A friend and I were recently talking and she mentioned that she was looking for a house to rent. I indicated that I had a rental that would be coming vacant in the next month. The timing couldn’t have been more perfect for my friend or myself but I immediately regretted letting her know about my upcoming vacant property. I have an unsaid rule about not mixing business with pleasure to avoid uncomfortable situations, burned bridges, or a loss of a friendship. This particular property I have a property management company managing and I was so relieved that when she called to inquire that they told her that there was 4 applicants ahead of her. Being a landlord is a business and it should be approached with the same level of measures to ensure success.
There are so many ways that a landlord/tenant relationship can go wrong and when you add in the dynamic of knowing each other personally there can be even more trouble.
1. A False Sense of Comfort
A tenant who feels comfortable with their landlord may take a more casual approach to the relationship. For example, they may view paying rent a couple of days late as no big deal because the landlord knows they’re good for it. A friend may be more apt to try to negotiate or bend and break the terms of the rental contract. A false sense of comfort can come from the landlords position as well. For instance, the landlord may feel like they don’t need to run a credit and criminal background check because they feel they know the person. Running the reports can reveal a history that your friend has chosen not to disclose. Crossing these boundaries can make for an awkward and stressful situation.
2. Letting Things Slide
This can come from the tenant or landlord side of things. If you get complaints from other tenants that your friend left a stinky bag of garbage on the front porch, that they are parking in someone else’s spot, that they played their music loudly late at night you may be hesitant to call them out and ask them to discontinue the behavior. On the tenant/friend side, they may be hesitant to complain about issues with the rental for fear of coming across as petty or a nuisance. For fear of insulting the landlord friend a tenant may neglect to tell them about an infestation of varmints or insects which could lead to damage to the property. A leaky sink or toilet could quickly turn into dry rot which is an expensive fix if not taken care of promptly.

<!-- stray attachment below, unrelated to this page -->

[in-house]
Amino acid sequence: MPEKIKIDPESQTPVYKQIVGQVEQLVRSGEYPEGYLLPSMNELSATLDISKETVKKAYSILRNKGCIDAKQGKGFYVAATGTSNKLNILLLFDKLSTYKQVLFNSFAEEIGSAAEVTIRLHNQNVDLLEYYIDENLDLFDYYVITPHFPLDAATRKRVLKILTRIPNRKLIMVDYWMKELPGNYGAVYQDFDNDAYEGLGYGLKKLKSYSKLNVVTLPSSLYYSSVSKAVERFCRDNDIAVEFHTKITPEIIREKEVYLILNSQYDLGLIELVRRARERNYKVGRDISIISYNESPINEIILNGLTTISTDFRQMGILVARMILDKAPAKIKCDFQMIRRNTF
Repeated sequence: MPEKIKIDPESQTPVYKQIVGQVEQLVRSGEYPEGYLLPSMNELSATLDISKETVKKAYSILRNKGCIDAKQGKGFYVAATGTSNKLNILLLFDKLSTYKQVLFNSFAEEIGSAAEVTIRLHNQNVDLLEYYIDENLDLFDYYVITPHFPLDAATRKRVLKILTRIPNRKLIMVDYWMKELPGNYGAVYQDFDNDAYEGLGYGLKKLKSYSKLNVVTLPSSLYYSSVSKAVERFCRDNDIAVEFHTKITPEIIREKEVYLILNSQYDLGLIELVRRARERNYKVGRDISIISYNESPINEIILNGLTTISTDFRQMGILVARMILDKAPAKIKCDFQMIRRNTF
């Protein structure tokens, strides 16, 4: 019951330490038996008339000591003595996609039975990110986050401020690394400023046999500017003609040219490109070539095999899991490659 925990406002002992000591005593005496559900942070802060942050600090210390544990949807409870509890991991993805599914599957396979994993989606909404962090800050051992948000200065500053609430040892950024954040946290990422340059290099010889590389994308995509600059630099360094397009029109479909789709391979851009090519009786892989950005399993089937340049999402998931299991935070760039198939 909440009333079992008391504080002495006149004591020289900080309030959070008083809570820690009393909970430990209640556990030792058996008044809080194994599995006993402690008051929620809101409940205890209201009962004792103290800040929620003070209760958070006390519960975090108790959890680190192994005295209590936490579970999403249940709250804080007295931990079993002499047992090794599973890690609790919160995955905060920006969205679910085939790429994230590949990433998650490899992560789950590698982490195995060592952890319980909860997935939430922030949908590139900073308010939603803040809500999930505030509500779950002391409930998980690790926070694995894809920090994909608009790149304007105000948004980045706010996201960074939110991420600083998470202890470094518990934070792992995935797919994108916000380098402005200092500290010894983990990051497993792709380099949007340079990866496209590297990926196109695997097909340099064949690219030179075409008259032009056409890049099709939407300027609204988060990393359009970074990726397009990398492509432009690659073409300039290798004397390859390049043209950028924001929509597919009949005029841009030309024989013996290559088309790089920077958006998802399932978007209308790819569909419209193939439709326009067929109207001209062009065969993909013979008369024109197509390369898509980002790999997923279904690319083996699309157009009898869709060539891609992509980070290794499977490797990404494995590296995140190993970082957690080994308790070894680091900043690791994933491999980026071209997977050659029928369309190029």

It’s not right or legal to treat one tenant differently than another, particularly if the terms of the lease are the same. If a late fee is charged to other renters when rent isn’t paid on time then the same should apply to the friend. A landlord may feel a sense of guilt if they are asking for the rent payment particularly if they know that their friend is going through a hardship. It can be extremely stressful and most likely a friendship ending event if an eviction has to be processed. But, if the friend is breaking the lease agreement it is important to treat them as you would any other tenant.
4. The Inspection
At the time of inspection whether at move-out or a routine inspection damages are noted to the property it’s important to maintain good business practices and charge the tenant accordingly. It’s particularly difficult at move-out when the friend is expecting to get their full deposit back. In some cases the friend may even become a little lax and not clean the property as well as they would have otherwise. If some or all of the deposit is withheld to cover damages the landlord may hear about it long after the friend has moved out and it may even make it to their greater circle of friends making for some tense moments.
If you do decide to rent to a family member or friend it’s important to separate the business and pleasure aspects of your relationship. This can be very difficult to do, but, if it is made clear from the beginning what is expected and the rules it could work. I personally value my friendships to much to risk the loss of a friend.